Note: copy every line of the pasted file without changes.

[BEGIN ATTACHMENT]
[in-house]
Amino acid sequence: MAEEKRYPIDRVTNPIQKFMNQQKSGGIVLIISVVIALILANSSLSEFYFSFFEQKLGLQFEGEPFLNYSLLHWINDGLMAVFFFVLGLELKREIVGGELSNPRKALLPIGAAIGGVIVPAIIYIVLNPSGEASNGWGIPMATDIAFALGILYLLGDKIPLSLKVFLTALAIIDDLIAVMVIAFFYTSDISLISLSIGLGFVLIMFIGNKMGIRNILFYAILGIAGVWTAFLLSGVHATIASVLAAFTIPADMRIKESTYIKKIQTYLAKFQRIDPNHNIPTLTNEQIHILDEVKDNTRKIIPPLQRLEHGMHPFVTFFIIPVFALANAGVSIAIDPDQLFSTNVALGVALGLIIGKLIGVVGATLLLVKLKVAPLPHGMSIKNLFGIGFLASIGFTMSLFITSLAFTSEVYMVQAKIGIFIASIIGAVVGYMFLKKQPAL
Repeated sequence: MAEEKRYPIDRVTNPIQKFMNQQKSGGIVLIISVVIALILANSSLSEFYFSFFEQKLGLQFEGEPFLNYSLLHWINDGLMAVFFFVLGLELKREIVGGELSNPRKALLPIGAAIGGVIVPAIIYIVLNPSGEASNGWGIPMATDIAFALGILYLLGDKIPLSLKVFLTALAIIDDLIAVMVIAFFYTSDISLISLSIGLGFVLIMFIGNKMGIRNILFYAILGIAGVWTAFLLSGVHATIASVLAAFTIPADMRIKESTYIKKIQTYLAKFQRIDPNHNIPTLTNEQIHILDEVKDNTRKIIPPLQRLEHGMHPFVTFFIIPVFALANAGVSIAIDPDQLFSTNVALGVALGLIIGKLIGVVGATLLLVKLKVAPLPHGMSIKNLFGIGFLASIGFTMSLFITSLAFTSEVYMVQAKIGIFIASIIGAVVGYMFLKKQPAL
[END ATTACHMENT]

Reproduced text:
[in-house]
Amino acid sequence: MAEEKRYPIDRVTNPIQKFMNQQKSGGIVLIISVVIALILANSSLSEFYFSFFEQKLGLQFEGEPFLNYSLLHWINDGLMAVFFFVLGLELKREIVGGELSNPRKALLPIGAAIGGVIVPAIIYIVLNPSGEASNGWGIPMATDIAFALGILYLLGDKIPLSLKVFLTALAIIDDLIAVMVIAFFYTSDISLISLSIGLGFVLIMFIGNKMGIRNILFYAILGIAGVWTAFLLSGVHATIASVLAAFTIPADMRIKESTYIKKIQTYLAKFQRIDPNHNIPTLTNEQIHILDEVKDNTRKIIPPLQRLEHGMHPFVTFFIIPVFALANAGVSIAIDPDQLFSTNVALGVALGLIIGKLIGVVGATLLLVKLKVAPLPHGMSIKNLFGIGFLASIGFTMSLFITSLAFTSEVYMVQAKIGIFIASIIGAVVGYMFLKKQPAL
Repeated sequence: MAEEKRYPIDRVTNPIQKFMNQQKSGGIVLIISVVIALILANSSLSEFYFSFFEQKLGLQFEGEPFLNYSLLHWINDGLMAVFFFVLGLELKREIVGGELSNPRKALLPIGAAIGGVIVPAIIYIVLNPSGEASNGWGIPMATDIAFALGILYLLGDKIPLSLKVFLTALAIIDDLIAVMVIAFFYTSDISLISLSIGLGFVLIMFIGNKMGIRNILFYAILGIAGVWTAFLLSGVHATIASVLAAFTIPADMRIKESTYIKKIQTYLAKFQRIDPNHNIPTLTNEQIHILDEVKDNTRKIIPPLQRLEHGMHPFVTFFIIPVFALANAGVSIAIDPDQLFSTNVALGVALGLIIGKLIGVVGATLLLVKLKVAPLPHGMSIKNLFGIGFLASIGFTMSLFITSLAFTSEVYMVQAKIGIFIASIIGAVVGYMFLKKQPAL